Behind every great man

Matilda of Tuscanys struggle for reform

Michle Kahn Spike
September 20, 2007

In June, 1007, Tedaldo, a German marquis, donated money to build a monastery on the island of San Benedetto in the Po River, in memory of his wife, Guilia. To the monks who would live in the monastery, Tedaldo gave ‘half of the island, including the houses, woods, fields and vineyards and the fruits, vegetables, fish and sheep found thereon, and five servants all of Italian nationality’.

 

The property was left to his granddaughter, Matilda of Canossa, who bequeathed the remainder of the island to the monks and freed the Italians from their servitude to the German feudal overlords.

 

Cloisters may seem faintly irrelevant today, but during Matilda’s lifetime, the cloister and the Roman church were the sole advocates of freedom and human rights in a rigid feudal society ruled by arbitrary laws. The German hierarchy was an ‘all boys club’ in which feudal lands passed from father to son or grandson, or to a brother or a nephew—never to a woman. Matilda refused this standard and, in the process, transformed the lives of western European women forever.

 

In her struggle to establish the rights to her father’s lands, Matilda turned to Emperor Justinian’s sixth-century Codice Juris Civilis, a set of laws inspired by another great woman, Theodora, wife of Justinian and Empress of Byzantium. Theodora and Matilda, separated by half a millennium, insisted that women who lived in self-controlled territories had the right to own and inherit property.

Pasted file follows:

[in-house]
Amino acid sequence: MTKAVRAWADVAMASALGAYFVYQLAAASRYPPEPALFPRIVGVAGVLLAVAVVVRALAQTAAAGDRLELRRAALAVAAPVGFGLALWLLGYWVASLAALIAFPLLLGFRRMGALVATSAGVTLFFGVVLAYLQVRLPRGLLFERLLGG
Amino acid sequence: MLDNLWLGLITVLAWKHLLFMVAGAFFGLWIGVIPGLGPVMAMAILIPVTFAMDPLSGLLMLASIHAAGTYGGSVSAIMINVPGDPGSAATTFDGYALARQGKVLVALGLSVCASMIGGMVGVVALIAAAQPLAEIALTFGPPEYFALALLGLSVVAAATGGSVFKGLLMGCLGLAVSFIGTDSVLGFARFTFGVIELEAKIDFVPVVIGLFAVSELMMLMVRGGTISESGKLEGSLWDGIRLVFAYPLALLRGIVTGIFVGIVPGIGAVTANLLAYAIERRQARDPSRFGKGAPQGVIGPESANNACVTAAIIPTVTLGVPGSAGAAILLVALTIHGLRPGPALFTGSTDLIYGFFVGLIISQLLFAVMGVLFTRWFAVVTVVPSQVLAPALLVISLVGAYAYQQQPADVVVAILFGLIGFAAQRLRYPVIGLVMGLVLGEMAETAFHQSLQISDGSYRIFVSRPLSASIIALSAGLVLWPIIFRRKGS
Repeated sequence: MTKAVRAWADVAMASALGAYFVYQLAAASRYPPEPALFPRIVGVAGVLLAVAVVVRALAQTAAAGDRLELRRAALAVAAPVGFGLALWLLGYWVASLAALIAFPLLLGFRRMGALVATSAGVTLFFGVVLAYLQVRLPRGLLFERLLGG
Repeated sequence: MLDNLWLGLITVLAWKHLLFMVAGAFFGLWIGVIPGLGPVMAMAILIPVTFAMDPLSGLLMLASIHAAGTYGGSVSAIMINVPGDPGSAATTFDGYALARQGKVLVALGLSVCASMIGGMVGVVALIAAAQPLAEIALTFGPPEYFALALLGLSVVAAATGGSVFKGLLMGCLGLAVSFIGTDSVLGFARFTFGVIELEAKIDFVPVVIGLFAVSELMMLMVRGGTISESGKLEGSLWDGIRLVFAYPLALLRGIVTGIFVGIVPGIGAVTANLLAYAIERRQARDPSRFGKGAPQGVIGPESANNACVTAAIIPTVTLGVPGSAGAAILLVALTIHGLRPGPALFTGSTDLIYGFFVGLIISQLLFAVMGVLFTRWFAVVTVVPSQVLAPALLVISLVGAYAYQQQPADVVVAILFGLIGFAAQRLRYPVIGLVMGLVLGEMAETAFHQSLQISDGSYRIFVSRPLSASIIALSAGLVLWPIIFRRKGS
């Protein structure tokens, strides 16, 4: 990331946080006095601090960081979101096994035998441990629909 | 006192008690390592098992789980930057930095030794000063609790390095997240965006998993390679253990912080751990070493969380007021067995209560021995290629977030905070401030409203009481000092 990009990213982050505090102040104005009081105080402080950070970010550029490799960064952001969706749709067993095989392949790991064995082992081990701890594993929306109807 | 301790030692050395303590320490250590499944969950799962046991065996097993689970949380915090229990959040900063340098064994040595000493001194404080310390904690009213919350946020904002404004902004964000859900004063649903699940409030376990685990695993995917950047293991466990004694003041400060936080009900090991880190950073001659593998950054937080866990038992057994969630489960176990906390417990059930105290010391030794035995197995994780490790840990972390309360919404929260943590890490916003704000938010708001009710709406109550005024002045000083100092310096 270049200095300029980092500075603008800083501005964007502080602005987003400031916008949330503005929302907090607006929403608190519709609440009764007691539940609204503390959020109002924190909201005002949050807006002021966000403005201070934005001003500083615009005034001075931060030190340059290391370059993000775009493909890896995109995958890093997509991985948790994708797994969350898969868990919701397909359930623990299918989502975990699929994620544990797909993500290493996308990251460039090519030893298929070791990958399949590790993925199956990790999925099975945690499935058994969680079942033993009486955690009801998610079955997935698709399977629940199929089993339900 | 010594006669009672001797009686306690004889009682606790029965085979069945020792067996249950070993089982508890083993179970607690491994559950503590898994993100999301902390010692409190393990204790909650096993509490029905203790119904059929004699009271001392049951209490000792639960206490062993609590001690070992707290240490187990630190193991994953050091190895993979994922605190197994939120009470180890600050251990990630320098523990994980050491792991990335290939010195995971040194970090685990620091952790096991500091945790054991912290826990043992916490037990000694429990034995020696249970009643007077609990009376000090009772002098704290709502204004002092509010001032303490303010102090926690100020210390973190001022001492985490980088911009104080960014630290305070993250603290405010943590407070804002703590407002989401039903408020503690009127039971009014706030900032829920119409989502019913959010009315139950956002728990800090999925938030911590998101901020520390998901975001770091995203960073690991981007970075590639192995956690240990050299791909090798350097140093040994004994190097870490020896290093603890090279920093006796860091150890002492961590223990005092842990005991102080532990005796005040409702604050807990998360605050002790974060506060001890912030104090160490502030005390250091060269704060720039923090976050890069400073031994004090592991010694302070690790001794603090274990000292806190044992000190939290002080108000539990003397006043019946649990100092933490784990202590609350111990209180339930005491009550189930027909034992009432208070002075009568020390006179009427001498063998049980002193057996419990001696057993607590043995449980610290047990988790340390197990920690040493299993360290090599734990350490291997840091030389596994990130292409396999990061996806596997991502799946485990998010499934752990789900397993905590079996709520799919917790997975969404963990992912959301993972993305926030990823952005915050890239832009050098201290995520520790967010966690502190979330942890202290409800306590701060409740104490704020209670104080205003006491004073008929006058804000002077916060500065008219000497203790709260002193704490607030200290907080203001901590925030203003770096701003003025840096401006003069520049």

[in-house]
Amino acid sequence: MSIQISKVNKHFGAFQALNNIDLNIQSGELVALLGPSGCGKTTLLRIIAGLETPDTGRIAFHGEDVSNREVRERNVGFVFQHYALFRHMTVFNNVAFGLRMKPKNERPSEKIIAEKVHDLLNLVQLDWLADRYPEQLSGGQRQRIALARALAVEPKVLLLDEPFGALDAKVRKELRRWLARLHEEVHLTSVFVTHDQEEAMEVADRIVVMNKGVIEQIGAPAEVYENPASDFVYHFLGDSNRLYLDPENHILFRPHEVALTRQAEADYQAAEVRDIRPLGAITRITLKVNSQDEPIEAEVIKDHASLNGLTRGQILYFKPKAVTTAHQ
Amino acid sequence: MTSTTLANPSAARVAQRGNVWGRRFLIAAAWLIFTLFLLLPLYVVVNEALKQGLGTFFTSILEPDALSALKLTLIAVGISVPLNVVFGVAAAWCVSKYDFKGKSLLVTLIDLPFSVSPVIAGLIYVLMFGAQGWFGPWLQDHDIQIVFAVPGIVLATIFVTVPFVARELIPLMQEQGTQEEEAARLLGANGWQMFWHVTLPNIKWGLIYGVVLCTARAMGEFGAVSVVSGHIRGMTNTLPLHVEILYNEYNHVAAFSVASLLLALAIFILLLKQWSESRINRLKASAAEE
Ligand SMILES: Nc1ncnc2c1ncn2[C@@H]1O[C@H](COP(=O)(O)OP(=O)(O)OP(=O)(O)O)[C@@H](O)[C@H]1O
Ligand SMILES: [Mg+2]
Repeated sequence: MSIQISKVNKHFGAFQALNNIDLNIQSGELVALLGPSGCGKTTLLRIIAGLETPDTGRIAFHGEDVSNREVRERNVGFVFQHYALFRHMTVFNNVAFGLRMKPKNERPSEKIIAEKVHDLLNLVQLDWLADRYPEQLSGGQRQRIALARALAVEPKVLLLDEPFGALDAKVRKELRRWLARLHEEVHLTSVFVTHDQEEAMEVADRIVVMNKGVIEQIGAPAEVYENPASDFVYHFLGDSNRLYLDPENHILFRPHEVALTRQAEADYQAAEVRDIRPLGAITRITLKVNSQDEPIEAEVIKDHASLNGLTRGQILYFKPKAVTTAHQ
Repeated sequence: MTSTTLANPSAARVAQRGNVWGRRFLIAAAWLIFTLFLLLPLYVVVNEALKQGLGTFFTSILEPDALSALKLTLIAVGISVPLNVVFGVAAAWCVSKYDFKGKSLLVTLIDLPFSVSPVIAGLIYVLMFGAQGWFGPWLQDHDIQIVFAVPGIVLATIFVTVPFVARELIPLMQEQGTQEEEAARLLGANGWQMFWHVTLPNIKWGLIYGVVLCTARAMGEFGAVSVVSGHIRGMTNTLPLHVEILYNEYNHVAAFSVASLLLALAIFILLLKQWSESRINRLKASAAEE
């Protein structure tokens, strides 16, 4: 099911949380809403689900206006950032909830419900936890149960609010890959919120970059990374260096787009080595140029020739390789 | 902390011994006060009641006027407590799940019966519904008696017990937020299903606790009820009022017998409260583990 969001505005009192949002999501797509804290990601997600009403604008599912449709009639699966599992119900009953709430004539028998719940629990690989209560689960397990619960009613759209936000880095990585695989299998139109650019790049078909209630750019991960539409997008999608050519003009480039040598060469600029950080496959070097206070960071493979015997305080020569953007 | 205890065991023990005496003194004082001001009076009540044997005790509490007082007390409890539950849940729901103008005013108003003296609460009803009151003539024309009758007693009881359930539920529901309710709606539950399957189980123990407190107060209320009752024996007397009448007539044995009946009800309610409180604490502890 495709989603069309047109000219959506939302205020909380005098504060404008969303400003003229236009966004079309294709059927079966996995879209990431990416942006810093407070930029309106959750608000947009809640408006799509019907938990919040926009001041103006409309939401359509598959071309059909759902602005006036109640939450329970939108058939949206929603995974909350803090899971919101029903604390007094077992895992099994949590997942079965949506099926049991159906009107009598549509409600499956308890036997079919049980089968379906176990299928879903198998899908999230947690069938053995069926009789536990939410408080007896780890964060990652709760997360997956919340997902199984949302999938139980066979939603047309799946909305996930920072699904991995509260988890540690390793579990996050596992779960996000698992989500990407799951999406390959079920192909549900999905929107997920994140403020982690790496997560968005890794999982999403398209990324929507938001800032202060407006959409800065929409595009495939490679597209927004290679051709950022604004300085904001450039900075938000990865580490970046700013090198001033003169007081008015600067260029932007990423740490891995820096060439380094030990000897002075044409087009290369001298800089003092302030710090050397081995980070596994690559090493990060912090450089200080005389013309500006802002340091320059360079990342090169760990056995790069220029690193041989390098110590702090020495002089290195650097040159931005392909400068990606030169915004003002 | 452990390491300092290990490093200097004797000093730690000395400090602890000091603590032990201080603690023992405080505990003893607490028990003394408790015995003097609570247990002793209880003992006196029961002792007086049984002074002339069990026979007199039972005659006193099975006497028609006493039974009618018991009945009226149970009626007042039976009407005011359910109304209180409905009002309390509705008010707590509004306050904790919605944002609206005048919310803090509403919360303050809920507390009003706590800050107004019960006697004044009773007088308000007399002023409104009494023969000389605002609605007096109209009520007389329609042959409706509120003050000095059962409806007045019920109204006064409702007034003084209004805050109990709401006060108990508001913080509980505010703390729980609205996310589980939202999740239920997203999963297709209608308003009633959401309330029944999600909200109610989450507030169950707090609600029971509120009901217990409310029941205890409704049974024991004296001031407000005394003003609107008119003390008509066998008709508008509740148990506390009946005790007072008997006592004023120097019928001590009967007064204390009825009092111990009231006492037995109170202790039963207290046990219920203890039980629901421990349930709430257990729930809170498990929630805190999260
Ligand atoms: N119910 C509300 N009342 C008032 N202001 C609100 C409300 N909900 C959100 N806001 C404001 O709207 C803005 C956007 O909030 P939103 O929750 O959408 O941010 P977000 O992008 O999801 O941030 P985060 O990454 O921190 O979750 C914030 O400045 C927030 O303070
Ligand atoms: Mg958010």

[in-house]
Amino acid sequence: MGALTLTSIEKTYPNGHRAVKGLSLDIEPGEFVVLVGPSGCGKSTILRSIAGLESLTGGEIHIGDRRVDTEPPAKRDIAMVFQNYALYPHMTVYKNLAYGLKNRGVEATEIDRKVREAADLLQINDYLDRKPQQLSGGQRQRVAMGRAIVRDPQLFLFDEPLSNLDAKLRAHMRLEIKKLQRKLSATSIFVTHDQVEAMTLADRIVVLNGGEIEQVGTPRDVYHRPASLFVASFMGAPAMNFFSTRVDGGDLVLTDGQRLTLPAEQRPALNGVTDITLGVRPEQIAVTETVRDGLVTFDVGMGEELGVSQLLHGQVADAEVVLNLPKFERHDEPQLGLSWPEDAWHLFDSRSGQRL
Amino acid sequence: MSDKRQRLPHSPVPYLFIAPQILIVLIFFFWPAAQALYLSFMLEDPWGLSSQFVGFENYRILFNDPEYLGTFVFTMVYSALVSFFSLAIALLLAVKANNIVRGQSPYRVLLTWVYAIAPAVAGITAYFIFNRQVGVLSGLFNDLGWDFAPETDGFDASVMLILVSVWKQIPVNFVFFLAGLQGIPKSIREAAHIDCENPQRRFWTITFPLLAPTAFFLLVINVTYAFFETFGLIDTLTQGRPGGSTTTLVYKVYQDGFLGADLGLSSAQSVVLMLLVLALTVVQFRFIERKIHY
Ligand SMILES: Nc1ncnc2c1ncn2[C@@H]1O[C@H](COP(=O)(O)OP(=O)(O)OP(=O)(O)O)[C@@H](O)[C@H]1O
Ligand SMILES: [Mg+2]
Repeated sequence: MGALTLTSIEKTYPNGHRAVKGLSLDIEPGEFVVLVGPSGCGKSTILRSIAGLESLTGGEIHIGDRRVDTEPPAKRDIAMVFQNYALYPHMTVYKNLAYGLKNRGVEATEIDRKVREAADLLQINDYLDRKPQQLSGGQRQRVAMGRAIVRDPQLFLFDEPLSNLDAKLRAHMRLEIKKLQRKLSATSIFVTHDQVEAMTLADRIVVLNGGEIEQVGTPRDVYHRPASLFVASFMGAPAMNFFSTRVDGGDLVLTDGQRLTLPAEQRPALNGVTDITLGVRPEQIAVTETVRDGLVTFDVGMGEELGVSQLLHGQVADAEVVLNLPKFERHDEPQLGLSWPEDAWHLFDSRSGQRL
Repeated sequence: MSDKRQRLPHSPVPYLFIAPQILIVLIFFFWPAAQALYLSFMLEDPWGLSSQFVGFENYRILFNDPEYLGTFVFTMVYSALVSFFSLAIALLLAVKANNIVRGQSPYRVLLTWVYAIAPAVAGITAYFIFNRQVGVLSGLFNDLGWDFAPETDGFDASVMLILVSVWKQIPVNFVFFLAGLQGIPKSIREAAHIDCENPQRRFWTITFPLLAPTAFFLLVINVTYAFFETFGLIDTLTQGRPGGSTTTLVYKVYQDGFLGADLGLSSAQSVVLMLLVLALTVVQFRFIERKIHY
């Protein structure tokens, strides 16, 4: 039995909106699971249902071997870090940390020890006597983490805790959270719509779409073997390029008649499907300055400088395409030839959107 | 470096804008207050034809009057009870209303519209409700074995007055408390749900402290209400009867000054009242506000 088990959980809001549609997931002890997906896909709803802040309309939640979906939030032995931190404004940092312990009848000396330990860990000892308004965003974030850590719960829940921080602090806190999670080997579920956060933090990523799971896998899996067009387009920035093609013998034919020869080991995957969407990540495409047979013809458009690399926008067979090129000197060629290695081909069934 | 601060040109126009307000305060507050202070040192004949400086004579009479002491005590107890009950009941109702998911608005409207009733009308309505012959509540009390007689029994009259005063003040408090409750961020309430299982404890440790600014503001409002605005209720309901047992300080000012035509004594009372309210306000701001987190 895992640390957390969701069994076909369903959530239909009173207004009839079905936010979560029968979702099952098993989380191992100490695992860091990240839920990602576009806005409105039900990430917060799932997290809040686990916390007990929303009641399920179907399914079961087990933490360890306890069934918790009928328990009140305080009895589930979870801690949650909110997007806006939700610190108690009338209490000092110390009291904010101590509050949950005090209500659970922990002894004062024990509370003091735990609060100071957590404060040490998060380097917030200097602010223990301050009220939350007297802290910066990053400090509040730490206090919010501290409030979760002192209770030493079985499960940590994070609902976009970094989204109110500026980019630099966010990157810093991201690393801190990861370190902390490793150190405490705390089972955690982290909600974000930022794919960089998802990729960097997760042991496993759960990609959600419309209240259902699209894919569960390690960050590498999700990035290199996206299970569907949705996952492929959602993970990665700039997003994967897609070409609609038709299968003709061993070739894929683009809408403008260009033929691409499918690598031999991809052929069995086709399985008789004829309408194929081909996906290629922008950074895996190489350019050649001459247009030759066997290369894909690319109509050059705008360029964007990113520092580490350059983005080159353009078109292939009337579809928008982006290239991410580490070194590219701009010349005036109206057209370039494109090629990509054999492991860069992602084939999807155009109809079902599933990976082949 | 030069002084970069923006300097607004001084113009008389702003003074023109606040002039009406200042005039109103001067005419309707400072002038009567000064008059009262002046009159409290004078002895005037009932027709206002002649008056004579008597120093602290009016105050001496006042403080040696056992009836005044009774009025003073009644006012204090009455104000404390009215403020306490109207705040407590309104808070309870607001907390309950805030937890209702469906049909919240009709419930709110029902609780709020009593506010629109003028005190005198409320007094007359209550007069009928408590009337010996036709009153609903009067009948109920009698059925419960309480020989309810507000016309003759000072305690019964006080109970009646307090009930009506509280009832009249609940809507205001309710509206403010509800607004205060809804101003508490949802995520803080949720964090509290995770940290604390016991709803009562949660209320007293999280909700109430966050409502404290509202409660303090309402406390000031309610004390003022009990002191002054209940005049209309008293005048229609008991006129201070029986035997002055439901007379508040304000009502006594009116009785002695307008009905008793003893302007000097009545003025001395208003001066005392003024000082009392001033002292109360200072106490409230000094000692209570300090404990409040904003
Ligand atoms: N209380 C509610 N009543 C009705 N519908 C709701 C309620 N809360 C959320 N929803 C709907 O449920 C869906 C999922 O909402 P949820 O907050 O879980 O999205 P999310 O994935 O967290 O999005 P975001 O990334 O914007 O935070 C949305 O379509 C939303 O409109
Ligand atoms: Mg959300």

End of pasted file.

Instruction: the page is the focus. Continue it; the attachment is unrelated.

Matilda’s most curious ally was none other than Pope Gregory VII, the greatest of the medieval popes and author of the church’s Gregorian Reform. The idea that Matilda and Pope Gregory VII were in love with each other is briefly noted and rarely explored by church historians. He lost his papacy and died in exile, in part because the male German bishops objected to Matilda’s influence in Rome.

 

Because of her status as beloved ally of Pope Gregory VII, she has unfortunately been portrayed as a compliant benefactress rather than the strong and daring woman she was. As her own autobiography makes clear, the Gran Contessa was a courageous, influential and resourceful leader. However, in the nine centuries since her death, Matilda has acquired mythic status for one achievement in particular—the humbling of the German emperor Henry IV in the snows of her castle at Canossa.

 

The monastery of San Benedetto Po celebrates the 1,000th anniversary of its founding this year. No longer on an island, the monastery sits amidst fertile fields 15km south of Mantua, about two hours from Florence.

 

Even after all these centuries, the monastery remains a monument to Matilda, who chose to be buried here at her death on July 24, 1115. For five centuries, the monks gave food to the poor and celebrated a mass in her honour on the first Monday of every month. Her tomb is still here, although her bones were taken to St. Peter’s Basilica in the Vatican in 1635, making Matilda one of only five women buried within a few yards of the Apostle Peter.

 

There will be a special millennium celebration of San Benedetto Po at the monastery in Mantua on Sunday, October 28, 2007 at 4:00 p.m. A Gregorian mass will be sung in honour of Matilda and her ancestors. This is a unique, once-in-a-lifetime opportunity to celebrate a woman who truly transformed our world.

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